On-chip optical interconnects promise to drastically reduce energy consumption compared to
electrical interconnects, which dominate power dissipation in modern integrated circuits (ICs).
One key requirement is a low-power, high-efficiency, and high-speed nanoscale light source.
However, existing III-V semiconductor light sources face a high surface recombination velocity
(SRV ~ 10^4 – 10^6 cm/s) that greatly reduces efficiency at nanoscale sizes. An alternative material
system is the monolayer transition metal dichalcogenides (TMDCs), single-molecule-thick
direct-bandgap semiconductors that are being investigated for a variety of applications in
photonics and electronics. In particular, they are intrinsically nanoscale in one dimension and
lack dangling bonds at the surface, leading to high optical efficiency. In addition, they can be
electrically injected, transferred to arbitrary substrates, and processed in a top-down manner
similar to traditional semiconductors.
However, the development of electrically-injected light emitting devices based on TMDCs is still
in an early stage, with relatively few reports of high-efficiency light emission. In this
dissertation, we identify current decay over time as the main limitation preventing stable
operation of lateral-junction TMDC light-emitting diodes (LEDs), particularly in ambient (nonvacuum) conditions. To solve this, we propose operating WSe2 LEDs under pulsed voltage,
which shows much more stable light emission over time than DC operation (hours vs. seconds of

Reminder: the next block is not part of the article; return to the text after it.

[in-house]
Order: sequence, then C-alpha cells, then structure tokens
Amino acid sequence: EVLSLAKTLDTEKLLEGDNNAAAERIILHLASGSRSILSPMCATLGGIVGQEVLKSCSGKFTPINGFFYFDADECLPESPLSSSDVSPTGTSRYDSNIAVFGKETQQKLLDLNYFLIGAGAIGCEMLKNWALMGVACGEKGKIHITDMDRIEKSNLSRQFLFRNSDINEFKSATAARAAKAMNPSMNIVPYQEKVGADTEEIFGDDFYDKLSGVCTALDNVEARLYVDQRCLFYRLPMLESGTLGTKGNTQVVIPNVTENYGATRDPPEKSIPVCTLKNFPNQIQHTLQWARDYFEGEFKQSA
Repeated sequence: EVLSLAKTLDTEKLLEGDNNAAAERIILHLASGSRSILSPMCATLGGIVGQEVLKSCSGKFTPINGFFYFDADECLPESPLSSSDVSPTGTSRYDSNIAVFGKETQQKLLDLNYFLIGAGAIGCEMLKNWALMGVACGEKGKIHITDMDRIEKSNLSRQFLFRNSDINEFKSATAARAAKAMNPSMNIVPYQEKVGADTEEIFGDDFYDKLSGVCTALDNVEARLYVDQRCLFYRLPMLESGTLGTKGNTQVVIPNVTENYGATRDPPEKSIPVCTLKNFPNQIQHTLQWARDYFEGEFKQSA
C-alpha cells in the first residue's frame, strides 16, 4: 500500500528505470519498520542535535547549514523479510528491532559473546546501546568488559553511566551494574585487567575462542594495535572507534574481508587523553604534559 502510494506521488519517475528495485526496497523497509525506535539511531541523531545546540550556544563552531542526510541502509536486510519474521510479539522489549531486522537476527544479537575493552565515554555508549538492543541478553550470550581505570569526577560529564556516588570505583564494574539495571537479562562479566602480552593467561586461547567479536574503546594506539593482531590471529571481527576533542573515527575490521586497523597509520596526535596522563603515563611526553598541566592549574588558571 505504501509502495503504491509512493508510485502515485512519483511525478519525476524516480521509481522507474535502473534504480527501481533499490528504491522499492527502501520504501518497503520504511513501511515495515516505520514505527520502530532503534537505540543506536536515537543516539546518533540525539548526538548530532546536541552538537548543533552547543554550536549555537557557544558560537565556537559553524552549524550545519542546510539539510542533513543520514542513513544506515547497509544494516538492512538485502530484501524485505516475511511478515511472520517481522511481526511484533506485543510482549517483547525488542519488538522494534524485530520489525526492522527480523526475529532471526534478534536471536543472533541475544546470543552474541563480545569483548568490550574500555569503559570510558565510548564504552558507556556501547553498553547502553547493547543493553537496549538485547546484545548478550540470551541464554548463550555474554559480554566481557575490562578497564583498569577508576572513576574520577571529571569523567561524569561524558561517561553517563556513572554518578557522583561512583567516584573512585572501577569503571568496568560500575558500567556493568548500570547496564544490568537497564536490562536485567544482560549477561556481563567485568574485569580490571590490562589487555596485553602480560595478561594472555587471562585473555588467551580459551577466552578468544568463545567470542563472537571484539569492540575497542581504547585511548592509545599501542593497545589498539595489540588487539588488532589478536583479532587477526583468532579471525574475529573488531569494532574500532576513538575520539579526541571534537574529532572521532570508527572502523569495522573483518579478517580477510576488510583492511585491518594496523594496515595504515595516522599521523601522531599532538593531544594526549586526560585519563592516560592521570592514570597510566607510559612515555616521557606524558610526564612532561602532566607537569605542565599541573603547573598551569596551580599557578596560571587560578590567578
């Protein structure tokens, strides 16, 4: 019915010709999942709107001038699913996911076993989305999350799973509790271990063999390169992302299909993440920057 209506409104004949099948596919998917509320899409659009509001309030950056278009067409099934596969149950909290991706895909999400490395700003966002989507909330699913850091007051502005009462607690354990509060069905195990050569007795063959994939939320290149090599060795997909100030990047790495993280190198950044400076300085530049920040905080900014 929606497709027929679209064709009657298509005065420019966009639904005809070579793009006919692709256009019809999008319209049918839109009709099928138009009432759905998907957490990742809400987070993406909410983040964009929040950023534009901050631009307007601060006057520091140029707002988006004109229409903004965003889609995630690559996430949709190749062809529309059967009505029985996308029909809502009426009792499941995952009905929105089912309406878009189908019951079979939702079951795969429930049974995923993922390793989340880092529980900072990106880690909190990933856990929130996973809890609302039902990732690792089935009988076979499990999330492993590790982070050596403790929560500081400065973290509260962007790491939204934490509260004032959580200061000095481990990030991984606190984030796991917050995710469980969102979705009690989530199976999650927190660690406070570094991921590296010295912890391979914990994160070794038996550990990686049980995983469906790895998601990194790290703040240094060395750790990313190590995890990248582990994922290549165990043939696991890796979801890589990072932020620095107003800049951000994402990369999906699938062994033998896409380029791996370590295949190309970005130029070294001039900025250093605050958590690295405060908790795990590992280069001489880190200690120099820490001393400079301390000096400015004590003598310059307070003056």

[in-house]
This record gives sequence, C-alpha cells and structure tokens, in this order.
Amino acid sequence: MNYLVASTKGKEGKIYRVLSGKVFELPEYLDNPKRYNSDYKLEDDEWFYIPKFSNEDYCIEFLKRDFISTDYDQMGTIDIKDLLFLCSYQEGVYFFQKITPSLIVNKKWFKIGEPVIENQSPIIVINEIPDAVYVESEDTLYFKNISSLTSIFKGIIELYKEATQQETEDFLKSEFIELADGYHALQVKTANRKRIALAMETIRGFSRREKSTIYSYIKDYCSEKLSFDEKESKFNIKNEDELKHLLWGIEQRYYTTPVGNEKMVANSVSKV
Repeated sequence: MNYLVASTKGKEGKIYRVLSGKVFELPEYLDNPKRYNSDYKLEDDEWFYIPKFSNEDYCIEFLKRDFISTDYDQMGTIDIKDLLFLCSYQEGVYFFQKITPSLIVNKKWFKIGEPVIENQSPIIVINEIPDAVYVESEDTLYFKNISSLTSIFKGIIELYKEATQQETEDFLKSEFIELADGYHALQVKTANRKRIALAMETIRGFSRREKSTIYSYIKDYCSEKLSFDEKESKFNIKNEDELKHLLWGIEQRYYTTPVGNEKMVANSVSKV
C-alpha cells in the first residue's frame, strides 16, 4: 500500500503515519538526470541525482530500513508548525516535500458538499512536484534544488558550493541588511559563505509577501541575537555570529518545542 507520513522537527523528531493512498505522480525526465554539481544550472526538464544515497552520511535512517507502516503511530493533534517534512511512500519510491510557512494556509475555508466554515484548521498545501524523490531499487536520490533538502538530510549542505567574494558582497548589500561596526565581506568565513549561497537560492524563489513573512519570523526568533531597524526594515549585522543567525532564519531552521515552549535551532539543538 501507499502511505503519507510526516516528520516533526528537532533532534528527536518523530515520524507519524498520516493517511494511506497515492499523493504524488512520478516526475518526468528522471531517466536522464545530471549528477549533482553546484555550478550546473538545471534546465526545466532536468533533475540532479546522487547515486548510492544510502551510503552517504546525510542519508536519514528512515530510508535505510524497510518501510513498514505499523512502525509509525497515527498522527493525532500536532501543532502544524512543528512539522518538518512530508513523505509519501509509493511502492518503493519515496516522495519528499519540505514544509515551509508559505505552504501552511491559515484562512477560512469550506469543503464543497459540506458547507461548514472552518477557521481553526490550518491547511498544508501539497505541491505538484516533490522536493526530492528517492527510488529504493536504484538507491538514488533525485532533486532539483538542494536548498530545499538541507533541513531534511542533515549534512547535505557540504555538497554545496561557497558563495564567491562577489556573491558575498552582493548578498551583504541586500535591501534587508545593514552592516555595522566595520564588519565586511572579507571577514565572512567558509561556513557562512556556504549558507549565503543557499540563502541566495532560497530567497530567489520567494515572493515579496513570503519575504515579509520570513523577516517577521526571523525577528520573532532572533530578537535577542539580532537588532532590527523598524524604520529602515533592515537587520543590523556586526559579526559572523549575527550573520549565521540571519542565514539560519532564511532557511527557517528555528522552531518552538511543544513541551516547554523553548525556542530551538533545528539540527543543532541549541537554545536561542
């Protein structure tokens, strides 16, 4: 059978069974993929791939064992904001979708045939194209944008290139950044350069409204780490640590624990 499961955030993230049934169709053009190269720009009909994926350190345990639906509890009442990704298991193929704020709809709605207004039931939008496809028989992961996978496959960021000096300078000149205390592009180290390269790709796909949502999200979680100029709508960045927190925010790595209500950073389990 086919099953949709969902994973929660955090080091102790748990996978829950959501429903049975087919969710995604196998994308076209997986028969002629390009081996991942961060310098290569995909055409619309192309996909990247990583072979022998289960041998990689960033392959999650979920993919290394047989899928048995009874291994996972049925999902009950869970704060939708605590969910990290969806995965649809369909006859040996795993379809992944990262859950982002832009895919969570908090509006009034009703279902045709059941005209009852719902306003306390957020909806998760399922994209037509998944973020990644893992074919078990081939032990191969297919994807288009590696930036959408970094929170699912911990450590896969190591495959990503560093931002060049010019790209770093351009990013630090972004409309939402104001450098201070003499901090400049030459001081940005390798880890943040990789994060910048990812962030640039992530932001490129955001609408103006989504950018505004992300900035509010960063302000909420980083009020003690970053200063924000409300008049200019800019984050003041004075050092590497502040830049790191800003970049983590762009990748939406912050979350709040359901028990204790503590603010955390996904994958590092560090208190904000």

continuous device operation). Electroluminescence (EL) efficiency matches that of
photoluminescence, confirming material-quality-limited efficiency. In addition, we demonstrate
fast rise and fall times of ~15 ns, a record for TMDC LEDs.
For nanoscale light emitters that require high efficiency at low input power, LEDs are preferred
over lasers due to their lack of threshold requirement. The slow speed of LEDs can be greatly
enhanced by coupling the emitter to an optical antenna, extending its optical transition dipole
length and resulting in possible ~100x-1000x enhancement of spontaneous emission rate. We
experimentally demonstrate three electrically-injected antenna-coupled designs: the double-gate
LED coupled to bowtie antennas, the light-emitting capacitor coupled to a slot antenna array, and
the single-gate LED coupled to a nanosquare antenna array. The light-emitting capacitor shows
very high polarization ratios >30x, and the nanosquare array shows >10x improved intensity
over control devices, both indicators of strong antenna enhancement. We discuss the tradeoffs
involved in each design. Finally, we theoretically investigate high-speed, highly scaled TMDC
nanoLED devices and identify the limits to speed and efficiency. We conclude that edge
recombination can be largely overcome with sufficient antenna enhancement, while exciton-exciton annihilation ultimately limits efficiency at high injection levels. Under our model, high
speeds >70 GHz can be achieved at modest quantum efficiencies >10%. However, much further
work remains in improving material properties and devices.